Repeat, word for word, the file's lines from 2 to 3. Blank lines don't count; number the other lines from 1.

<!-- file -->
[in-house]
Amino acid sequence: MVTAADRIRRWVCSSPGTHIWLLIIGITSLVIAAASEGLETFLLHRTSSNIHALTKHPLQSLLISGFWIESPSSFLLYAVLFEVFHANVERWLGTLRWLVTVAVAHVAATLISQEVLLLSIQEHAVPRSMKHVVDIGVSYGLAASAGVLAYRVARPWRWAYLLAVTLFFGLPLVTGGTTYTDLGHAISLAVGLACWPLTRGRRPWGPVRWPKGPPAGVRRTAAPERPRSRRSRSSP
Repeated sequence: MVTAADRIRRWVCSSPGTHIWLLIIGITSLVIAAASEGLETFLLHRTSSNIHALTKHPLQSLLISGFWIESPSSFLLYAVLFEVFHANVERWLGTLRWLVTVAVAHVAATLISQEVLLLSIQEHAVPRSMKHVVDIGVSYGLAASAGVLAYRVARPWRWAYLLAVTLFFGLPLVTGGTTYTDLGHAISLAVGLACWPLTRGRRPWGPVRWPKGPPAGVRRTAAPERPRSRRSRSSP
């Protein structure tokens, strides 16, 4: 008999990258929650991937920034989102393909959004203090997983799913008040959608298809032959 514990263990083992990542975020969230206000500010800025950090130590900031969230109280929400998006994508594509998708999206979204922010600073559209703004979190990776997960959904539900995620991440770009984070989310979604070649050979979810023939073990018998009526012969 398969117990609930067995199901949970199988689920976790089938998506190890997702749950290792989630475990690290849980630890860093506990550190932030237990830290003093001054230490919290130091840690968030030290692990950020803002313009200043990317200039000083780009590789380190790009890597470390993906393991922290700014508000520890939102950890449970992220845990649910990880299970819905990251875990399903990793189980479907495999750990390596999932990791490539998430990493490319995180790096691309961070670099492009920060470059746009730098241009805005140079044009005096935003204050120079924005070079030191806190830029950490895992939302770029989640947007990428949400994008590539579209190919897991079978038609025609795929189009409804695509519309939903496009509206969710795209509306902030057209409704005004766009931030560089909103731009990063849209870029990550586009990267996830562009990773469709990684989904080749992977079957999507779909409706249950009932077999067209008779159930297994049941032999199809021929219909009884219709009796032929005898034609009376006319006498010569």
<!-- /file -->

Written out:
Amino acid sequence: MVTAADRIRRWVCSSPGTHIWLLIIGITSLVIAAASEGLETFLLHRTSSNIHALTKHPLQSLLISGFWIESPSSFLLYAVLFEVFHANVERWLGTLRWLVTVAVAHVAATLISQEVLLLSIQEHAVPRSMKHVVDIGVSYGLAASAGVLAYRVARPWRWAYLLAVTLFFGLPLVTGGTTYTDLGHAISLAVGLACWPLTRGRRPWGPVRWPKGPPAGVRRTAAPERPRSRRSRSSP
Repeated sequence: MVTAADRIRRWVCSSPGTHIWLLIIGITSLVIAAASEGLETFLLHRTSSNIHALTKHPLQSLLISGFWIESPSSFLLYAVLFEVFHANVERWLGTLRWLVTVAVAHVAATLISQEVLLLSIQEHAVPRSMKHVVDIGVSYGLAASAGVLAYRVARPWRWAYLLAVTLFFGLPLVTGGTTYTDLGHAISLAVGLACWPLTRGRRPWGPVRWPKGPPAGVRRTAAPERPRSRRSRSSP